SACRAMENTO — Days after Arnold Schwarzenegger jumped into the race for governor and girded for questions about his past, a tabloid publisher wooing him for a business deal promised to pay a woman $20,000 to sign a confidentiality agreement about an alleged affair with the candidate.
American Media Inc., which publishes the National Enquirer, signed a friend of the woman to a similar contract about the alleged relationship for $1,000.
American Media's contract with Gigi Goyette of Malibu is dated Aug. 8, 2003, two days after Schwarzenegger announced his candidacy on a late-night talk show. Under the agreement, Goyette must disclose to no one but American Media any information about her "interactions" with Schwarzenegger.
American Media never solicited further information from Goyette or her friend, Judy Mora, also of Malibu, both women said. The Enquirer had published a cover story two years earlier describing an alleged seven-year sexual relationship between Goyette and Schwarzenegger during his marriage to Maria Shriver, California's first lady.
On Aug. 14, 2003, as candidate Schwarzenegger was negotiating a consulting deal with American Media, the company signed its contract with Mora, who said she received $1,000 cash in return. Goyette declined to say whether she received the $20,000 promised in her contract.
Rob Stutzman, the governor's communications director, said he believed Schwarzenegger did not know of American Media's deals with the women. Schwarzenegger is on vacation and not available for comment, Stutzman said.
Stutzman denied any link between AMI's deal with Schwarzenegger and the company's agreements with the two women.
"There is no connection with his business with AMI or AMI's business of purchasing the rights to stories," Stutzman said. "That's what they do. Obviously, part of their business is the tabloid business."
The women might have been in a position to embarrass Schwarzenegger in his bid for the governor's office. When Schwarzenegger announced his candidacy on "The Tonight Show," he speculated that he would face accusations of infidelity.
Host Jay Leno asked if he was prepared for a bruising campaign, and Schwarzenegger replied: "I know that they're going to throw everything at me and they're going, you know, to say that I have no experience and that I'm a womanizer and that I'm a terrible guy, and all these kinds of things are going to come my way."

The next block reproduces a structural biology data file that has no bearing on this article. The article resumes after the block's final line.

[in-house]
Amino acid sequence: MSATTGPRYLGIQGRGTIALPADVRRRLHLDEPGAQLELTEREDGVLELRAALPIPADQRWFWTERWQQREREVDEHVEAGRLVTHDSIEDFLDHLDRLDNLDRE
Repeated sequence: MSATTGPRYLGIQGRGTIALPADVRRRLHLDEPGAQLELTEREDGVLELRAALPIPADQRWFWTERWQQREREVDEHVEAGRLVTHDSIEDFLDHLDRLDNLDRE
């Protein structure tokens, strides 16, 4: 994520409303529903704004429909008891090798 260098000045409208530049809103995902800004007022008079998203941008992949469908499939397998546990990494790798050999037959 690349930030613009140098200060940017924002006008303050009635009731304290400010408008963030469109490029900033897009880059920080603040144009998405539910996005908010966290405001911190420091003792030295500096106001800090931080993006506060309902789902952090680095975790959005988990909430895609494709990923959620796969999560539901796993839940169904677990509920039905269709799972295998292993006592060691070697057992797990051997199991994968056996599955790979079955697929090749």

But American Media was effectively protecting Schwarzenegger's political interests, said a person who worked at the company when the contracts were signed. At the same time, American Media was crafting a deal to make Schwarzenegger executive editor of Flex and Muscle & Fitness magazines, helping to lure readers and advertisers.
If American Media was buying exclusive rights to the women's stories, said the person, who has a confidentiality agreement with the company and spoke on condition of anonymity, "why didn't the stories run? That's the obvious question."
"AMI systematically bought the silence" of the women, said the person. Schwarzenegger "was a de facto employee and he was important to their bottom line."
Schwarzenegger biographer Laurence Leamer wrote in his book, "Fantastic: The Life of Arnold Schwarzenegger," that Schwarzenegger understood the tabloids would not skewer him if he was entering a business relationship with the company -- although Schwarzenegger told Leamer he did not specifically seek such assurances.
Indeed, during the recall campaign, American Media put out a 120-page magazine celebrating Schwarzenegger as an embodiment of the "American dream."
The Enquirer did run a story repeating allegations in the British media that Schwarzenegger had an extramarital affair. The story was published first on its website before the election, and then in the newspaper three weeks after his election victory. But it was not prominently displayed, running on Page 24.
American Media, which did not respond to repeated requests for comment, reached its agreement with Schwarzenegger on Nov. 15, 2003, two days before he was sworn in as governor. The deal was to pay him, by the company's estimates, at least $8 million over five years and no less than $5 million.
Schwarzenegger dropped the contract last month after the arrangement was made public in the Los Angeles Times and the Sacramento Bee. He said he plans to continue writing a monthly column for the two magazines.
American Media's contracts with Goyette and Mora, both titled "Confidentiality Agreement," are two pages long and never expire; they bind the two women "in perpetuity."
Goyette's agreement states that she is not to disclose "conversations with Schwarzenegger, her interactions with Schwarzenegger or anything else relating in any way to any relationship [she] ever had with Schwarzenegger," except to American Media.